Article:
Sharpening To A Razor Edge ... No Problem !

Nov 16, 1998
While on vacation last week I decided to sharpen a few of my knives. I have been reading different posts off and on now for a while regarding sharpening. I have never really had a problem myself with sharpening.

I sharpened my MPF1-Ti for the first time and also sharpened my Military CPM-440V, Gunsite Folder with AUS-8, and my ATS-34 bladed Stryker.

All I used was: The Spyderco Sharpmaker and a leather strap with jewelers rouge.

To got a shaving sharp edge on my Stryker and Gunsite Folder. I started off with the medium stone from the Sharpmaker then went to the fine stone. There were no burrs or flip flopping of the edge. When I got done using the Spyderco Sharpmaker, these two knives were shaving sharp. Nothing else needed to be done. Was fairly simple to do which made sharpening these knives actually enjoyable.

When it came time to sharpen the MPF1-Ti and the Military with the CPM-440V, these were a little tougher to get the razor edge on them. I used the same process with the Spyderco Sharpmaker but couldn't quite get the shaving sharp edge on them. So, I then proceeded to use the leather strap with the jewelers rouge rubbed on it after using the sharpmaker. That did it! Got the burrs off with NO flip flopping of the edge either. Razor sharp indeed. Besides having no hair left on my one arm now, I managed to cut my arm with out even feeling it or knowing it.
THAT is what I call sharp! The MPF with the ti blade, got that sharp with out a problem. Again, the leather strap with jewelers rouge made it possible.

I use the leather with the rouge on it to sharpen my leather carving tools as well, works real nicely!


" Knife Collectors Are Sharp People -- Most of the time, that is! "

Cool! My confession is that I'm a real dope at hand sharpening. I can use a set of crocksticks (and love 'em!) but beyond that I'm a danger to myself and others. My sharpening method:

Put 220 grit belt on baby 1"x42" grinder and attach platen with angle guide. Tape blade to avoid scratching. Have at it!

Then 600 grit slack-belt or against the platen (according to whim and blade shape) followed by a slack-belting with a power strop and liberally applied rouge.

Of course, if the knife isn't dull as barstock I may skip the first step, but each step is really brief and very little material is actually removed unless I'm aiming to take a nick out. The final edge is mirror-polished and cuts like a scalpel, though for outdoorsy knives I'm leaning towards staying at a slightly "toothier" 600 grit edge.

My method for serrations? Put in box, mail to Colorado.


(Why else would a bear want a pocket?)
Congrats! seems like you got the edge you wanted.

I also think the strop is a good tool. It's pretty easy to get a knife really really sharp using one. The reason I don't use one more often is because the strop leaves a polished edge, and a stropped edge is typically notoriously bad at many kinds of slicing jobs. Scary sharp at shaving, though!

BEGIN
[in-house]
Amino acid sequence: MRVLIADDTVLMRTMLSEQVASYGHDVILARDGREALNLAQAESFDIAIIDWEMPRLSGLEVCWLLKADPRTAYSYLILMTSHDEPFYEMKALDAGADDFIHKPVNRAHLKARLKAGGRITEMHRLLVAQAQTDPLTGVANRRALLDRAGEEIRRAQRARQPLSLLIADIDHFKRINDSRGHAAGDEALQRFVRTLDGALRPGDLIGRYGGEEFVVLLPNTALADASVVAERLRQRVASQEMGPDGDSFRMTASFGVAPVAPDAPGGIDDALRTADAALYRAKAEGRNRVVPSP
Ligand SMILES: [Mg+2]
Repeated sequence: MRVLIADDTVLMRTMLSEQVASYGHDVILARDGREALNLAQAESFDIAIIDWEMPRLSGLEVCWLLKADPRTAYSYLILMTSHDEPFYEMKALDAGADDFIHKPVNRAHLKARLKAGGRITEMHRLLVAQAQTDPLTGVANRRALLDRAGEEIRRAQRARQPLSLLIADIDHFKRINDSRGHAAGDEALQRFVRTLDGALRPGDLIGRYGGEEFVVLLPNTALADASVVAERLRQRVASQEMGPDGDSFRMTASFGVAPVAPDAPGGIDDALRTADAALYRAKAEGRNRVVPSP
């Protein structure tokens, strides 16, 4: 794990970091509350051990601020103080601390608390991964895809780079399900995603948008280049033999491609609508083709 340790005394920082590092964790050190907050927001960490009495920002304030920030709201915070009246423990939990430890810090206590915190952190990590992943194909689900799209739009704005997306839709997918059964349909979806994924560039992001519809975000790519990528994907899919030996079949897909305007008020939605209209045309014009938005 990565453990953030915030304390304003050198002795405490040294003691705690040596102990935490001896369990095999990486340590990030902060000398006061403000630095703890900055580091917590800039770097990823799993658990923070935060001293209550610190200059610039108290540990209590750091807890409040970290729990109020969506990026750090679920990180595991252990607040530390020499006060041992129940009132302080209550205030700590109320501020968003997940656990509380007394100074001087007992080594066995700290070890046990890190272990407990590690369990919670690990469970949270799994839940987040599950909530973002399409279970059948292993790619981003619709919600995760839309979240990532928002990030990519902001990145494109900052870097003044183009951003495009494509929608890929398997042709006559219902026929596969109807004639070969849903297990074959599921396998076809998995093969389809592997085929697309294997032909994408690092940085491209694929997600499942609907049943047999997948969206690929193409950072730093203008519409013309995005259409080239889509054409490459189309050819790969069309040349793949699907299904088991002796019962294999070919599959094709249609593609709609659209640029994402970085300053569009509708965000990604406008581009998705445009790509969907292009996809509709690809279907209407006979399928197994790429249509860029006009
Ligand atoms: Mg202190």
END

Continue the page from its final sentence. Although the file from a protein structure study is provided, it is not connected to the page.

I've been sometimes stropping my "gentleman's scalpel" Calypso Jr., I've often been leaving other knives at the equivalent of the Spyderco dark brown sticks. At that coarseness, it won't shave like a stropped edge, but you can still get it to shave pretty nicely at that grit, and it'll slice aggressively.

Getting a "razor" edge is easy. Just go down to Front Street and have Ed Jones hit it on a paper laminate wheel. It only takes 15 secs. and it's free too!!!

- Intelligent men, unfortunately, learn from fools, more often than fools learn from intelligent men.

If there are any Canadians on this forum, you can use a product from Lee Valley Tools (I don't know if they have any american outlets). It is a green bar of honing compound (0.5 microns grit size), they also have various leather strops. The stuff lasts forever and I get a scary sharp edge on my knives with it. Joe, I find the razor edge slices through almost anything (but hey I always have the serrations on my 50/50 Endura if the going gets tough).
Just curious, how many forumites warn people about the sharpness of their blades if they letting someone else use them? I now do this religiously. It seems most non-knife enthusiasts are use to using knives about as sharp as a butter knives and after having a couple of friends slice themselves pretty badly- I now warn everyone.
I've tried rouge but I prefer tripoli compound. It's coarser than rouge, works faster, and doesn't have that maddening tendency to clump up and scratch that rouge has.

I always strop even when I want a coarse edge. Try using a coarse stone or file and then finishing with just a few swipes on a strop, with or without tripoli. A few swipes won't polish the edge but it improves it, removing that tiny residual burr.

-Cougar Allen :{)

P.S. Stropping is the secret to sharpening hard-to-sharpen junky stainless steels, the kind that often have "surgical stainless" stamped on the blade. You can get a razor edge on just about anything that way, even silver and copper. Trying to finish some of those cheap stainless knives with a stone can be like trying to sharpen Silly Putty; all you can do is push the burr back and forth from one side to the other.
Cougar --

I typically do the same thing. A few quick swipes -- even if it's just on my jeans -- even for coarse edges, just to make sure the burr is gone. A proper stropping is reserved for edges I want polished.